[I]n their relations among each other, they remain largely “lawless.” Nobody external to the group writes and enforces rules governing the relations among them. At most, the rulers are bound by flexible constraints imposed by a “constitution” which they, in any case, interpret and enforce among and upon themselves. … In short, society is always in anarchy. A government only abolishes anarchy among what are called “subjects” or “citizens,” but among those who rule, anarchy prevails.
Since governments get to decide conflicts, they are so inclined to create conflict and then rule in their own favor, expanding their authority.
To give some state governments credit, there have been calls throughout the years to nullify particularly outrageous federal legislation. But those states can only do so much because the federal government controls the currency and can hand out goodies to those states willing accept expansive federal powers. In the United States, the federal government’s dispute authority is not as centralized as, say, North Korea, where the final authority is given to a single person. In effect, Kim Jong-il has abolished anarchy is North Korea for everyone but himself.
In the second form of anarchic relationships, the federal government also exists in a state of anarchy with all other governments around the world. There is no mandatory final arbiter of disputes between Canada and the United States, for example. If the Canadian government is accused of price fixing, the disagreement is settled by the World Trade Organization, per their membership agreement. Both governments had a mutually agreed-upon dispute resolution process. The United Nations is the closest thing to a world government, but even its membership is voluntary. The United States government could even opt out and no longer be responsible to funding it or abide by UN resolutions within its territorial borders so long as the federal government did not threaten to aggress against other UN member governments. National governments voluntarily cooperate by honoring visas and legal documents (like marriage certificates and drivers licenses) and ratifying all sorts of treatises. So empirically, there is no need for a world government for other governments to peacefully coexist. But of course, nations do not always interact so peacefully.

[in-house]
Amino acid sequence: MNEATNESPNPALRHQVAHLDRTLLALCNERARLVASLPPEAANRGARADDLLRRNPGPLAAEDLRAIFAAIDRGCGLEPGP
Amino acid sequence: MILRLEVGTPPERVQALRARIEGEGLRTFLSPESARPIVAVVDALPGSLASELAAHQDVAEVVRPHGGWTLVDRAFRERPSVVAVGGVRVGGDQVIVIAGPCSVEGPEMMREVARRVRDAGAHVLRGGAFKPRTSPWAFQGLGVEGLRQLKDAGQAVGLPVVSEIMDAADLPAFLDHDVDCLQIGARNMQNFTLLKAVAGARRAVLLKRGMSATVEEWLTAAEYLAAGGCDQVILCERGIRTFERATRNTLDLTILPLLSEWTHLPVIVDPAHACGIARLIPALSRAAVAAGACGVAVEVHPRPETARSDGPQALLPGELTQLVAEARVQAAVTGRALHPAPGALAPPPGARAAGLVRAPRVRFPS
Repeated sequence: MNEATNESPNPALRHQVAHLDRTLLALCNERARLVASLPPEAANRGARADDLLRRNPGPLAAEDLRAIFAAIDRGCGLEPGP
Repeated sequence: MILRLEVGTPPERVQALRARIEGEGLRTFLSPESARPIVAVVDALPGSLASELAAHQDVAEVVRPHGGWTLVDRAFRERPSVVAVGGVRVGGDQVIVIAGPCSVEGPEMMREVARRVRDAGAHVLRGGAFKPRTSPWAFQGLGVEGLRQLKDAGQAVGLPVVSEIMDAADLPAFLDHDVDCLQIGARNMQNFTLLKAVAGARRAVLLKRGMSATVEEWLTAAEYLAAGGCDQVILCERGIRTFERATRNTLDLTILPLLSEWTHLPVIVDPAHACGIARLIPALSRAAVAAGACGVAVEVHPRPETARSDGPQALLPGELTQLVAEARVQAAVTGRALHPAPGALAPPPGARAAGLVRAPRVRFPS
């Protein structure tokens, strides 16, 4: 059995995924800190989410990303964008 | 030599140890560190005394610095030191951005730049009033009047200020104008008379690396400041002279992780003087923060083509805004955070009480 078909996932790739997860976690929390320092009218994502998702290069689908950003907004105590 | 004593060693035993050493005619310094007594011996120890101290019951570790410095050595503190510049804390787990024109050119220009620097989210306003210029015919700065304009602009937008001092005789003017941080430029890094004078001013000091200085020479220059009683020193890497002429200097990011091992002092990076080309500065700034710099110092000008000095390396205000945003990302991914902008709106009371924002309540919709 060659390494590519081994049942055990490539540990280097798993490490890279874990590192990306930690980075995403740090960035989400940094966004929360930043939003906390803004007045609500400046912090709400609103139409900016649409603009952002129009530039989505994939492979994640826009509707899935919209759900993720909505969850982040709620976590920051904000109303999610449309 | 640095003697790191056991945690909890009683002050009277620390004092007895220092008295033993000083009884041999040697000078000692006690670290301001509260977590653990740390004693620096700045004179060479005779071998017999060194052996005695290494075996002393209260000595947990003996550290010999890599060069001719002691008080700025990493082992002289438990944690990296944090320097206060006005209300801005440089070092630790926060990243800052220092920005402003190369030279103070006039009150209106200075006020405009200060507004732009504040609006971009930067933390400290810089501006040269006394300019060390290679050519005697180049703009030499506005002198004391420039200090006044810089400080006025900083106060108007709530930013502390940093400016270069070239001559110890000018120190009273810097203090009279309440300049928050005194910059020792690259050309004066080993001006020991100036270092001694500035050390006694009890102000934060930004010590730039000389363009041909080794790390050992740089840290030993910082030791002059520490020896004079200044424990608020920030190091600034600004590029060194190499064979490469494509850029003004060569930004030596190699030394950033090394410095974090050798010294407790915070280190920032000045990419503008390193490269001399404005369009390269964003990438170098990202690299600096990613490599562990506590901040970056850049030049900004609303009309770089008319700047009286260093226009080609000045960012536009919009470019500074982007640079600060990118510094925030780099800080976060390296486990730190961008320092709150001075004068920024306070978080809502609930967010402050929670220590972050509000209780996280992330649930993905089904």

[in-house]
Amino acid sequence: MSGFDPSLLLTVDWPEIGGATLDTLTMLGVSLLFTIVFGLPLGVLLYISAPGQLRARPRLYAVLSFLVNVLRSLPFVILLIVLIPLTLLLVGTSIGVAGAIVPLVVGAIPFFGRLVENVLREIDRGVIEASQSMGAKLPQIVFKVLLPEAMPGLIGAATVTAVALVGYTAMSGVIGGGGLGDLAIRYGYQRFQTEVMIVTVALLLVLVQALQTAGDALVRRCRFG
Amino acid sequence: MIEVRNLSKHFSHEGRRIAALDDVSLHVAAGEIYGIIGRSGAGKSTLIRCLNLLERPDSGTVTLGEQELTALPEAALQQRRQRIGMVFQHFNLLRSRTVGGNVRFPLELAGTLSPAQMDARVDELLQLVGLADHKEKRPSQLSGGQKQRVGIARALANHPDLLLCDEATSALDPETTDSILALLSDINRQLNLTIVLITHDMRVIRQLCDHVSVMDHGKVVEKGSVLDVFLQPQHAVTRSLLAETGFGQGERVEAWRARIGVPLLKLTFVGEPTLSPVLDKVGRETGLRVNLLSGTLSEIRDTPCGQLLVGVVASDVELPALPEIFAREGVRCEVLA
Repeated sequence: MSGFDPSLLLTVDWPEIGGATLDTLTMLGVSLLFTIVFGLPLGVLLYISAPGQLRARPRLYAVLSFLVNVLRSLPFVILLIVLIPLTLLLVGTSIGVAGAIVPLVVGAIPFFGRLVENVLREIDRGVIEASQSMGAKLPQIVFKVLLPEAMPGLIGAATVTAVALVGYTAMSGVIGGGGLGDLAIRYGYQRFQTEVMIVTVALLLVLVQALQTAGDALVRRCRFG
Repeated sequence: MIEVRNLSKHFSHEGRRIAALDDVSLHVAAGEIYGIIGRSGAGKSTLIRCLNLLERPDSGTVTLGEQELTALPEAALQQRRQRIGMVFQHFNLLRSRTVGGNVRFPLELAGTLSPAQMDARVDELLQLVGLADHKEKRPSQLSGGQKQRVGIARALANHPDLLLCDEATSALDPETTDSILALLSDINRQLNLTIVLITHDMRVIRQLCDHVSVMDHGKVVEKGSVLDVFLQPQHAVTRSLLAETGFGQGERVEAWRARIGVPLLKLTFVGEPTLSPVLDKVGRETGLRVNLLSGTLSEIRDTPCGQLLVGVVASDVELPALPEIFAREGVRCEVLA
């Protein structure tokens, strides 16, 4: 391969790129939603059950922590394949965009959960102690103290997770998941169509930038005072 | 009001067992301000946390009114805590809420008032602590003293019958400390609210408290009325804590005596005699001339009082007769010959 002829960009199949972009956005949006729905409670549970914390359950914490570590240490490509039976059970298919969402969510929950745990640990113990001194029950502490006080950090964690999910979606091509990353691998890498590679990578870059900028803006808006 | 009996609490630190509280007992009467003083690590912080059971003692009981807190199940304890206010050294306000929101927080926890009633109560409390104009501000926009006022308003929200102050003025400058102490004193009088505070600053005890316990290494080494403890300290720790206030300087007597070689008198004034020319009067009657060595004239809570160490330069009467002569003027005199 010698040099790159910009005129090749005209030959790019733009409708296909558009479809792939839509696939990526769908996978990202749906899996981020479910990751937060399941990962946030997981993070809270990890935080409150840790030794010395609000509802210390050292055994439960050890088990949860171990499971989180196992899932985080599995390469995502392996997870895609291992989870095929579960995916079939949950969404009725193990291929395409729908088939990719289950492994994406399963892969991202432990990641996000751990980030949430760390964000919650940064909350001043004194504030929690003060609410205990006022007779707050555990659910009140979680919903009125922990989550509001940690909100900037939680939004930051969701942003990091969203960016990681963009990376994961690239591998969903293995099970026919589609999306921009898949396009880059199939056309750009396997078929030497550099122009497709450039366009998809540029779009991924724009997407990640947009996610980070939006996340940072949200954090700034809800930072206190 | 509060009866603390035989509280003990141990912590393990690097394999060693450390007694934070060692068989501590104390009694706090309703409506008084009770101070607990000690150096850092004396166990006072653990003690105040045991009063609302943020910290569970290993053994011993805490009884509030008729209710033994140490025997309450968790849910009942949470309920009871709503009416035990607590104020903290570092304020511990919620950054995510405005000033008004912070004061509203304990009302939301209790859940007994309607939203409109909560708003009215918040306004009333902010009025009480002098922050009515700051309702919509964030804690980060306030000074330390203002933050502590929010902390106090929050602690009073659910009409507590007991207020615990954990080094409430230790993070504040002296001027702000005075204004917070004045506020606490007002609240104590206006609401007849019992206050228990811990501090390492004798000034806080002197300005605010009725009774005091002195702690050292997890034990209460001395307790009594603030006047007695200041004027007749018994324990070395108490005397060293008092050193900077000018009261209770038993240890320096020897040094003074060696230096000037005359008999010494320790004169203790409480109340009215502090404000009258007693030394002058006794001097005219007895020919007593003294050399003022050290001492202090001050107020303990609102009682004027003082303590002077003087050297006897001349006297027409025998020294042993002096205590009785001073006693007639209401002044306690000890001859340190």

There are a couple of reasons why violence committed by governments have been so devastating. Mainly, it has to do with the imbalance of power between governments and citizens. That is the reason cited by many constitutionalists for their defense of the right to keep and bear arms, as recognized by the Second Amendment. Some of the greatest genocides in history have been perpetrated against an unarmed populace. If the theory holds, it would seem that the greater the imbalance of power the more deaths that have resulted, while greater peace would occur as a result of a more evened balance of power. In fact, the figures seem to say just that. In the past 100 years, 262 million people were killed by their own government. (I am using “own government” very loosely.) Approximately 35 million others were killed in combats with a foreign government. (It was unclear how many were civilians and how many were soldiers.) In a fourth form of anarchic relationships, foreign citizens are in state of anarchy with citizens of other nations. The largest foreign civilian murderer was Osama bin Laden, who allegedly orchestrated the death of 3500 people in part to demonstrate his grievances with the foreign military occupation of the Arabian Peninsula. Interestingly, nuclear-armed nations, which have nearly an equal capability for destruction, have never been in direct conflict. (That may be because the political leaders are in direct harm’s way.)